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Siren songs and echo’s response : towards a media theory of the voice in the light of speech synthesis

Borbach, Christoph


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URN: urn:nbn:de:hebis:26-opus-123545
URL: http://geb.uni-giessen.de/geb/volltexte/2016/12354/

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Freie Schlagwörter (Englisch): speech synthesis , phonography , voice theory , embodied voices , speaking machines
Universität Justus-Liebig-Universität Gießen
Institut: International Graduate Centre for the Study of Culture
Fachgebiet: Gießener Graduiertenzentrum Kulturwissenschaften
DDC-Sachgruppe: Sprachwissenschaft, Linguistik
Dokumentart: Aufsatz
Zeitschrift, Serie: On_Culture : the Open Journal for the Study of Culture ; 2
ISBN / ISSN: 2856008-5
Sprache: Englisch
Erstellungsjahr: 2016
Publikationsdatum: 30.11.2016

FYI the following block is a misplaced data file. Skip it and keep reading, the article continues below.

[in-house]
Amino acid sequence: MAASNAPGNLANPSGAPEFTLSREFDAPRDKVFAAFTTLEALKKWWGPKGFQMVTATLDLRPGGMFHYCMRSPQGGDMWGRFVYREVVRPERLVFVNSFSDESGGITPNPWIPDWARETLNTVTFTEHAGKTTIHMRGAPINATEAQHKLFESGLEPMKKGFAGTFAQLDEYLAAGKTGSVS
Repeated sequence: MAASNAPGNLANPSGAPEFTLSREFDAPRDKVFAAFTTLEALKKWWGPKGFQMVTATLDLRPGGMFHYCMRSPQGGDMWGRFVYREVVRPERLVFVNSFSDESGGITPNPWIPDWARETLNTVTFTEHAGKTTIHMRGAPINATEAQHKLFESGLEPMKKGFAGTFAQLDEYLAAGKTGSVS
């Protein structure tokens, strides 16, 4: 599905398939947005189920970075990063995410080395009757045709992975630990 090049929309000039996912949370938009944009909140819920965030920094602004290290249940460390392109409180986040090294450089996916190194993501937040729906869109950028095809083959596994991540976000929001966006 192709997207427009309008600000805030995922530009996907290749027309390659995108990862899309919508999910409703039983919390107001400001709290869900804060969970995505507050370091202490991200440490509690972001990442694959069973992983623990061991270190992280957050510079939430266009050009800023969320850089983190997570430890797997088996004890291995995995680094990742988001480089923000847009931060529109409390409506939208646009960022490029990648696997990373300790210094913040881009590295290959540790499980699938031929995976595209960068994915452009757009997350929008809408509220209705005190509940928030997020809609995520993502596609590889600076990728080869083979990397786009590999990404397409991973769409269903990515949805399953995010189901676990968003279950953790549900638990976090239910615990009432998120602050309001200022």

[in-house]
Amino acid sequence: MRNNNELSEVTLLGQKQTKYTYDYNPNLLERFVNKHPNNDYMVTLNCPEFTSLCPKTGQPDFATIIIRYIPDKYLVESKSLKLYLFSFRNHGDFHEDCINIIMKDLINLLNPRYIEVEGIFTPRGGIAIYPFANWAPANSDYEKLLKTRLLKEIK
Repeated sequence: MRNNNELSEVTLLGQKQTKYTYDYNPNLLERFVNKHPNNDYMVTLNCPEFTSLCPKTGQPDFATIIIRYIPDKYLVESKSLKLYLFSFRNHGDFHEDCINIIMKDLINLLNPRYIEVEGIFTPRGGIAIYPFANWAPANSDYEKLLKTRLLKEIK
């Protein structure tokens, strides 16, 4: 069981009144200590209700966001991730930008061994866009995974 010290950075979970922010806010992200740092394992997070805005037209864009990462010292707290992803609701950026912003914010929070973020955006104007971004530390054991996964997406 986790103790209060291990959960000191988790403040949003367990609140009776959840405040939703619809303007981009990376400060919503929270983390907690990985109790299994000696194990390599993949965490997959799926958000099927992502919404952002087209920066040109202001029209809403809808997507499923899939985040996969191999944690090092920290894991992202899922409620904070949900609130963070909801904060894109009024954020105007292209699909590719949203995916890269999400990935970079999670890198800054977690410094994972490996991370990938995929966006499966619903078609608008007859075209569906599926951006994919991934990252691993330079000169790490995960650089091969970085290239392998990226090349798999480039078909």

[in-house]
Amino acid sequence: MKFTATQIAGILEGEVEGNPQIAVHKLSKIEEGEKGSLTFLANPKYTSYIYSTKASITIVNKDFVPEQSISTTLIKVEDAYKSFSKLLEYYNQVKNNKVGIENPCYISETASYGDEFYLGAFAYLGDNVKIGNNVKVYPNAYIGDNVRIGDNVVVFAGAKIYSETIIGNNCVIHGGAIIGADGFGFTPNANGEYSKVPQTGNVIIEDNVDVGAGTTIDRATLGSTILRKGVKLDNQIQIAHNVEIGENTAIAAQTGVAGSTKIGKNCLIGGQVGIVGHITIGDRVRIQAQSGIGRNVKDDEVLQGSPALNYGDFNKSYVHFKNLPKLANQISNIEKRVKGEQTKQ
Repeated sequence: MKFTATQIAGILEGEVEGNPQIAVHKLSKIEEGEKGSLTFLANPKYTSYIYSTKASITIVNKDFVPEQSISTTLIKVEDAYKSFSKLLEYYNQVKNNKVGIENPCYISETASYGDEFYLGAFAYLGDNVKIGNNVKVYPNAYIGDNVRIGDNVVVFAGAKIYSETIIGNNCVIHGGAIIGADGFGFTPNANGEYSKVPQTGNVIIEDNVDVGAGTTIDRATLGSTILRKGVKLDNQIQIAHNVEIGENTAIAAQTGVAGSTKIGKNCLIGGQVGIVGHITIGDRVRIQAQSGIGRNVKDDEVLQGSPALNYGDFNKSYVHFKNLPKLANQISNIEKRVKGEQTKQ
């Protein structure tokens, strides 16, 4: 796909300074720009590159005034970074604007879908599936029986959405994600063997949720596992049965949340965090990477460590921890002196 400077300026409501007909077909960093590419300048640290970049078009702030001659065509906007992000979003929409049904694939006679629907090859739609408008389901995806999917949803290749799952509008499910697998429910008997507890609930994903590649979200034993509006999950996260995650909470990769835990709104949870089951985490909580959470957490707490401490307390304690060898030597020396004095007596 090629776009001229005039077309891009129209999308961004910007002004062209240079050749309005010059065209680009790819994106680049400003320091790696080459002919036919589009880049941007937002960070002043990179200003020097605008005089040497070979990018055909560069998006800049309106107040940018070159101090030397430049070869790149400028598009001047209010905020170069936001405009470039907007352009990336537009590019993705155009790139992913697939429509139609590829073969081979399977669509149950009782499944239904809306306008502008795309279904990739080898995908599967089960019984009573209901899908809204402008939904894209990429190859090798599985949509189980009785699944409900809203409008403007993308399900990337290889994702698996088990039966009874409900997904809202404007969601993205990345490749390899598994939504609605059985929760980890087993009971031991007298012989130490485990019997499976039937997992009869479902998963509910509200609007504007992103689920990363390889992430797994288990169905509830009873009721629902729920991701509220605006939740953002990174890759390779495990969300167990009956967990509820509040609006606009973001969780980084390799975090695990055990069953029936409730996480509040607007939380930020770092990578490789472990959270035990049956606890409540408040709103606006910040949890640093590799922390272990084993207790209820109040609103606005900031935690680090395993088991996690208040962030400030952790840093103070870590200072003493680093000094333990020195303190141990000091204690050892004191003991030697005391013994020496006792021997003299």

Kurzfassung auf Englisch: In contrast to phonographical recording, storage, and reproduction of the voice, most media theories, especially prominent media theories of the human voice, neglected the aspect of synthesizing human-like voices by non-human means. This paper takes this lacuna as a starting point for an inquiry into the media theory of (non)human voices under the premise that the epistemological difference between techn(olog)ical voice production and its mere re-production is illuminated by the mythological motifs of the Sirens and Echo, respectively. Interestingly, the interconnection between terror and tempting nonhuman voices, which is implemented in the cultural imaginary through the Sirens’ song, can be identified in the media history of speech synthesis, which challenges the idea(l) of the human voice as an anthropological constant. The main concerns here are to re-read the critique of Derrida’s Of Grammatology and other theories of the human voice in the light of speech synthesis and show how the oft-used term ‘disembodied voice’ is inadequate when it comes to describing phonograph-ical, radiophonic, and telephonic hearing situations.
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